BLUFFTON — Students at Bluffton University now have access to some of the recording industry’s most powerful audio tools.
The music department unveiled its digital music lab Monday with a demonstration from Grammy-nominated singer, songwriter and producer Kendall Nesbitt.
Alex Rose, a vocal performance major at Bluffton University, was impressed with the Digital Music Lab.
“I am extremely excited about this lab because I want to go into popular music,” Rose said. “I want to write my own songs, and so I’ve been waiting for something like this, where I can actually work with different instruments that I don’t play but still be able to get sounds for it and compose tracks.”
Nesbitt said, “It’s pretty industry standard. You have Pro Tools, you have Logic, you have Sibelius, you got Finale, you’ve got Ableton Live. So it’s all the programs that we use in the industry.”
Nesbitt’s sister-in-law is Dr. Crystal Sellers Battle, the music department chair at Bluffton University.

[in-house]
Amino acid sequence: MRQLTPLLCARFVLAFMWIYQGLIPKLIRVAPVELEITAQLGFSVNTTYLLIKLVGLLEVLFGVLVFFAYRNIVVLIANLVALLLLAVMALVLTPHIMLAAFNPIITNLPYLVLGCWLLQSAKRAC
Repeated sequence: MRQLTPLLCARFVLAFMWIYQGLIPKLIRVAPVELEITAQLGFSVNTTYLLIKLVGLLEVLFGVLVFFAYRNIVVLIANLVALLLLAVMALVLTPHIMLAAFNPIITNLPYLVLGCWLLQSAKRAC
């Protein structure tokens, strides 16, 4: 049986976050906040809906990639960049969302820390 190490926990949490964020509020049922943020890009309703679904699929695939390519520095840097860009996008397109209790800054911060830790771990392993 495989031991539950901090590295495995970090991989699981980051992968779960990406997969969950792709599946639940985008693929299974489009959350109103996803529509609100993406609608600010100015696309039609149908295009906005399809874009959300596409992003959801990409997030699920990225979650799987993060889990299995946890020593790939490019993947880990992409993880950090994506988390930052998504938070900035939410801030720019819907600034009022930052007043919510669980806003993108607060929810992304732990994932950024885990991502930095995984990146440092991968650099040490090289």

“She had been talking about it, and she was really excited. She invited me down, and I’m loving what I see. I think this is amazing. This is great,” Nesbitt said.
Battle added, “It’s aimed at the 21st-century music students and people who are doing music more in a digital level than are doing it on a more practical instrumental level. There are a lot of people who are creating their own beats in their own electronic dance music in their offices or in their dorm rooms or in their cars or whatever. The idea is to be able to bring them into a classroom, learn from someone who’s in the industry doing that particular work and be able to put it together for class credit. There’s nothing better than that, I think.”
Nesbitt will actually help teach students how to use the equipment through distance learning.
“We’re really excited that a Grammy-nominated music producer is willing to be a part of this in Bluffton, Ohio,” Battle said. “So I think it’s going to be a nice area for us, something we’ll be able to say we have that maybe some other schools won’t be able to have. The reason why everything is web-based is that he will actually be teaching some of this course from his studio in Chicago, and then he will come to campus occasionally, but we’ll be able to have interactions with the students. We wanted to bring him here first so the students can meet him, and then they’ll be able to interact with him through the video process.”
Reach Sam Shriver at 567-242-0409.